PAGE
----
Israel was also one of the countries that benefited from the passionfruit brought over from Australia. It was introduced there in the early 20th century, and now you can find it growing in home gardens across the coastal plain. Small quantities are also being sent to processing factories.
Kenya and Uganda also saw a thriving passionfruit commercial culture. In Kenya, it began in 1933 and expanded in 1960 when commercialization began in Uganda. However, both countries struggled to maintain the health of their crops due to infestation and damaging pests. This led to planting passionfruit in smaller areas for better and more efficient crop control. Unfortunately, the passionfruit plant does not hold much strength in the face of easily-spreadable diseases.
India has also seen a moderate passionfruit industry since the vine ran wild in many areas. Some decades ago, the yellow passionfruit was also introduced to India from Ceylon, and the plantations quickly spread in low-elevated areas such as Kerala and Madras. Within a year, the plantations began yielding heavy and regular crops.
In 1947 South Africa produced around 2,000 tons for domestic use. Unfortunately, the numbers only doubled in three years starting that date. Nevertheless, they continued growing until now; luckily, the passionfruit plant did not meet any of the regular setbacks stemming from infestations and pests.
By 1913 the purple passionfruit also found a home in the Blue Mountains of Jamaica. The Jamaica passionfruit is a powerhouse of antioxidants, vitamins, and nutrients: potassium, fiber, phosphorus, calcium, protein, and vitamin A. Some other parts of the fruit are also used for medicinal purposes to prevent and treat a variety of afflictions and conditions.
How Do You Choose Passionfruit?
Passionfruit is not a fruit you consume as quickly as an apple, but it is simple too. To enjoy the fruit in all its splendor, you need to find one ripe. A ripe passionfruit will often feel heavy in your hand, while the skin can be smooth or wrinkly. However, wrinkles are typically a clear indicator that the fruit is ripe and ready to eat.
As with any other fruits, make sure there are no spots; there is no discoloration or bruising on the skin of the passionfruit. Before consuming the passionfruit, wash it thoroughly to remove any bacteria or pesticide residue.
You can then take a spoon, scoop out the content, or eat the pulp straight from the fruit. Finally, you can add cream or a sweetener and enjoy the deliciousness this fruit naturally offers. You can also eat the seeds if you want, but they’re a bit tart.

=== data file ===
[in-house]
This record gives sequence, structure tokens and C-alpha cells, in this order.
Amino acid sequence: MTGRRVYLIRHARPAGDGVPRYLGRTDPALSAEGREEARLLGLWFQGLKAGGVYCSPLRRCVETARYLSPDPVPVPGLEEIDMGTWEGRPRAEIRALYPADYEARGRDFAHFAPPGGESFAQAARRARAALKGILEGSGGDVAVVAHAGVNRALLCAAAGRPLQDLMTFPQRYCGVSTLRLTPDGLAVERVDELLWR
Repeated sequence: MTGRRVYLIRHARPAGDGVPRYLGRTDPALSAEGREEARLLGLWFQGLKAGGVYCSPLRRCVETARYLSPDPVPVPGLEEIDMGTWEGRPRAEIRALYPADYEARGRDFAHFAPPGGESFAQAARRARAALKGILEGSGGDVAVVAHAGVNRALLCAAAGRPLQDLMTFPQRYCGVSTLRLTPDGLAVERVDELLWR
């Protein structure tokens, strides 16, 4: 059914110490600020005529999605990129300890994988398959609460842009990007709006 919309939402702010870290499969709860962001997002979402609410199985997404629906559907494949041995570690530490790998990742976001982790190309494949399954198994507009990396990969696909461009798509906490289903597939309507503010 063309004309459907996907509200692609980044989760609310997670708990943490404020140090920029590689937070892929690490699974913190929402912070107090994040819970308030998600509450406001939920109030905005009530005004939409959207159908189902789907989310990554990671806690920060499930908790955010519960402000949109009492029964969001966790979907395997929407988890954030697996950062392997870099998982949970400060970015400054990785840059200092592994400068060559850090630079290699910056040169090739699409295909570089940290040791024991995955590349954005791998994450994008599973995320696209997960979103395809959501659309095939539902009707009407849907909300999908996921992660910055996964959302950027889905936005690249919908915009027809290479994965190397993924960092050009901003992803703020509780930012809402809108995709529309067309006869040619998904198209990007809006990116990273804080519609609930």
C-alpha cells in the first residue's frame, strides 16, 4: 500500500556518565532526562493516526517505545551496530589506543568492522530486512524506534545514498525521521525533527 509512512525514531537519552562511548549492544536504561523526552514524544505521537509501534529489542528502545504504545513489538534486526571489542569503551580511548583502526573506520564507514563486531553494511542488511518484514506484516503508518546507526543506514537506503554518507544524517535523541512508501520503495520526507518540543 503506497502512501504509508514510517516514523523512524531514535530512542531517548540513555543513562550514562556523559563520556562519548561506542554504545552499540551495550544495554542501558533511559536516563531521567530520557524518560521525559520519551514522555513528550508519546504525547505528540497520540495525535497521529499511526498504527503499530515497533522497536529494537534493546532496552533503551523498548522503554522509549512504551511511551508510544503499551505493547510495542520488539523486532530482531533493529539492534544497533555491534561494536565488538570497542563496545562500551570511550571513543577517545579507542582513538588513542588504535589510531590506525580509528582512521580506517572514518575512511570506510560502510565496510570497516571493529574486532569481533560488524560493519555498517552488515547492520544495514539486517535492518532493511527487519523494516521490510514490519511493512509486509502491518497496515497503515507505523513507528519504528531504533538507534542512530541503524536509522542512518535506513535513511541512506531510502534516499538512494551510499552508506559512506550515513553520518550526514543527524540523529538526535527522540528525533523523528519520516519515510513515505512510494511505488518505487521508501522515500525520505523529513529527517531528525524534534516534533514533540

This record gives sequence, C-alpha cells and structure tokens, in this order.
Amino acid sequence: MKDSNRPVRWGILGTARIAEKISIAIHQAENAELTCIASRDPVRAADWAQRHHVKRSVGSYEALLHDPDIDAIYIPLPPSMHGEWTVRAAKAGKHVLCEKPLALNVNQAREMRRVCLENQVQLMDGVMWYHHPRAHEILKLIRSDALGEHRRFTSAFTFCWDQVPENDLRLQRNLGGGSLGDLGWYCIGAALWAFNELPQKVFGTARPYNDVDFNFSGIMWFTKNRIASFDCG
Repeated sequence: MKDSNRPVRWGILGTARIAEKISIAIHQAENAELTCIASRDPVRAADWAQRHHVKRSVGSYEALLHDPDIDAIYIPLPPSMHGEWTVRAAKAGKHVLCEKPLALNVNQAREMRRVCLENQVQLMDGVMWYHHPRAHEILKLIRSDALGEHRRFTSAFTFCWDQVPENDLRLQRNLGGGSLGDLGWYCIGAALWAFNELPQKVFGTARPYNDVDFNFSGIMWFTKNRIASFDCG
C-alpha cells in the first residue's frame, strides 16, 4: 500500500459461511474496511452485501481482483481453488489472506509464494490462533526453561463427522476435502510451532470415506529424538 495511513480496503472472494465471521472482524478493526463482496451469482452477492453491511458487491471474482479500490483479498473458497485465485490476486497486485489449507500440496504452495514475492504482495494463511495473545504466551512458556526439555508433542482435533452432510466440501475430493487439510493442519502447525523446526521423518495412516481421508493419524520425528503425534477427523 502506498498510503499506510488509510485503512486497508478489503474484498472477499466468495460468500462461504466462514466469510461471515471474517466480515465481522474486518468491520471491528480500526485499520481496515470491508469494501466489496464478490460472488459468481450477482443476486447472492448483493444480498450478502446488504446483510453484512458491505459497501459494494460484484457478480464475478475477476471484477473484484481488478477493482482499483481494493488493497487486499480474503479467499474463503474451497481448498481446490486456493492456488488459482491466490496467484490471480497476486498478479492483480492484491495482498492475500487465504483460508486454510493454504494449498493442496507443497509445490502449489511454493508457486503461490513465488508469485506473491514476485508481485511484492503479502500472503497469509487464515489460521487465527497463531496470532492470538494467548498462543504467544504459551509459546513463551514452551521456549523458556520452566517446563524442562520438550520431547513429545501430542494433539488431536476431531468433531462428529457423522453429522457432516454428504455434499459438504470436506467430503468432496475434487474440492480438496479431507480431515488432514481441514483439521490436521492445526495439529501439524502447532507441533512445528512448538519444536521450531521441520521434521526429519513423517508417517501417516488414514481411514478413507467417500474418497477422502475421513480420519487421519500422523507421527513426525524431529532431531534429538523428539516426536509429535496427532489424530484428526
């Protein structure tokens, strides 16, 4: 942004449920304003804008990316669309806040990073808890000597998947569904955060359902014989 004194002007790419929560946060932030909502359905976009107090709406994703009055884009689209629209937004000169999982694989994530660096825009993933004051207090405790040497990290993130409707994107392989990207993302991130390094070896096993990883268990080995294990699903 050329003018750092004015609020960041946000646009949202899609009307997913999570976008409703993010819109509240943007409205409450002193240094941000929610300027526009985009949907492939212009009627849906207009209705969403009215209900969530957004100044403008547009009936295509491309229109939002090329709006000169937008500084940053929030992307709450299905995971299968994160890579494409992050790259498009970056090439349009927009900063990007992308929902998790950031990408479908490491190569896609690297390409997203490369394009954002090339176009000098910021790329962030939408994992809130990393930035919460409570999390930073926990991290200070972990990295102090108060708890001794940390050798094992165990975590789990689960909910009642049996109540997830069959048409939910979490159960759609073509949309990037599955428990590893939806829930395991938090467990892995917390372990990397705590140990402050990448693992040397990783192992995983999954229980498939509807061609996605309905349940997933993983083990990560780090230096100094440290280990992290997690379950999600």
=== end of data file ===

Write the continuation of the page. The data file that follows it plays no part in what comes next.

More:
How Can You Use Passionfruit?
Passionfruit is such a versatile and delicious fruit that people across the globe found myriad ways to incorporate it into their daily eating habits and occasional treats.
If you have a sweet tooth and like preparing baked goods, know that you can easily add passionfruit to panna cottas, cakes, puddings, soufflés, curds, trifles, eclairs, and roulades. The list is endless; you only need a bit of creativity and willingness to prepare your goods since passionfruit blends in with just about anything.
Passionfruit does not disappoint when it comes to drinks, either. Besides smoothies, lemonades, and teas, passionfruit is also a great ingredient in cocktails worldwide. Depending on where you are located or where you travel, you can go to the bar and ask for a wide variety of cocktails that can include passionfruit: passionfruit coladas, passionfruit martinis, passionfruit mojitos, mimosas, caipirinhas, and so on.
Extracts of this fruit, such as passionfruit oil, will also be found in skincare products, as they greatly aid in moisturizing mature and aging skin.
Passionfruit is an excellent fruit that, in the past century, spread beautifully and widely across the Earth, offering growers the opportunity to provide more and more people with this excellent fruit that is not only delicious but also a great medicinal and health supplement. In addition, this fruit has become so versatile that you can find it in supermarkets and order it online all year round. So get passionfruit, experiment with it, and find the consumption method that best fits your availability, style, preferences, and budget.